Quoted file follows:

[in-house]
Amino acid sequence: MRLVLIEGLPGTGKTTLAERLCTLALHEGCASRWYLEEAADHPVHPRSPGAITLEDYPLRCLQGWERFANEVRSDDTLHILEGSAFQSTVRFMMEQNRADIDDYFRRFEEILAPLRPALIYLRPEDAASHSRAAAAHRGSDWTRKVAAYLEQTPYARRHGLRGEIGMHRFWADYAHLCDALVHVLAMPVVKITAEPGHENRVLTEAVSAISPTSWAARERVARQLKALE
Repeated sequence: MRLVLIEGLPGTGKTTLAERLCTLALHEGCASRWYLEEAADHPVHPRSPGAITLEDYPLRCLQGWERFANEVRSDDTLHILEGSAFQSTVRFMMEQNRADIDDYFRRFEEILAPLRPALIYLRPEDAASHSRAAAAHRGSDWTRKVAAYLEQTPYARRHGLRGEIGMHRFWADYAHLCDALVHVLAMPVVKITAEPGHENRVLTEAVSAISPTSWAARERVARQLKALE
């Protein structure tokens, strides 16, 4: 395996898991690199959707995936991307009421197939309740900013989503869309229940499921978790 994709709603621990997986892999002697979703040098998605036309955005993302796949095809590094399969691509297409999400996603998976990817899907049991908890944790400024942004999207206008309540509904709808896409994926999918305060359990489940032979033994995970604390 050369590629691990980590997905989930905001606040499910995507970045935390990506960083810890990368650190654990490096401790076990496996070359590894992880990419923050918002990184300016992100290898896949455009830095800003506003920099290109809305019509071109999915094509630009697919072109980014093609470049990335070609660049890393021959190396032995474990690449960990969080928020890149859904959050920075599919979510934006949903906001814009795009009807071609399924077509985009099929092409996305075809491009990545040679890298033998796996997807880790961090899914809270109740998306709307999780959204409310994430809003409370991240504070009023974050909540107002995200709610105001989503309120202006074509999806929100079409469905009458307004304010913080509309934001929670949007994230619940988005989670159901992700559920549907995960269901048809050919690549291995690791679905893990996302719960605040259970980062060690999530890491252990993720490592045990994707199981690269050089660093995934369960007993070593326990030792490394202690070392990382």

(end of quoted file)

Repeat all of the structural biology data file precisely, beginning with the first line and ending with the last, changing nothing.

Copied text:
[in-house]
Amino acid sequence: MRLVLIEGLPGTGKTTLAERLCTLALHEGCASRWYLEEAADHPVHPRSPGAITLEDYPLRCLQGWERFANEVRSDDTLHILEGSAFQSTVRFMMEQNRADIDDYFRRFEEILAPLRPALIYLRPEDAASHSRAAAAHRGSDWTRKVAAYLEQTPYARRHGLRGEIGMHRFWADYAHLCDALVHVLAMPVVKITAEPGHENRVLTEAVSAISPTSWAARERVARQLKALE
Repeated sequence: MRLVLIEGLPGTGKTTLAERLCTLALHEGCASRWYLEEAADHPVHPRSPGAITLEDYPLRCLQGWERFANEVRSDDTLHILEGSAFQSTVRFMMEQNRADIDDYFRRFEEILAPLRPALIYLRPEDAASHSRAAAAHRGSDWTRKVAAYLEQTPYARRHGLRGEIGMHRFWADYAHLCDALVHVLAMPVVKITAEPGHENRVLTEAVSAISPTSWAARERVARQLKALE
């Protein structure tokens, strides 16, 4: 395996898991690199959707995936991307009421197939309740900013989503869309229940499921978790 994709709603621990997986892999002697979703040098998605036309955005993302796949095809590094399969691509297409999400996603998976990817899907049991908890944790400024942004999207206008309540509904709808896409994926999918305060359990489940032979033994995970604390 050369590629691990980590997905989930905001606040499910995507970045935390990506960083810890990368650190654990490096401790076990496996070359590894992880990419923050918002990184300016992100290898896949455009830095800003506003920099290109809305019509071109999915094509630009697919072109980014093609470049990335070609660049890393021959190396032995474990690449960990969080928020890149859904959050920075599919979510934006949903906001814009795009009807071609399924077509985009099929092409996305075809491009990545040679890298033998796996997807880790961090899914809270109740998306709307999780959204409310994430809003409370991240504070009023974050909540107002995200709610105001989503309120202006074509999806929100079409469905009458307004304010913080509309934001929670949007994230619940988005989670159901992700559920549907995960269901048809050919690549291995690791679905893990996302719960605040259970980062060690999530890491252990993720490592045990994707199981690269050089660093995934369960007993070593326990030792490394202690070392990382």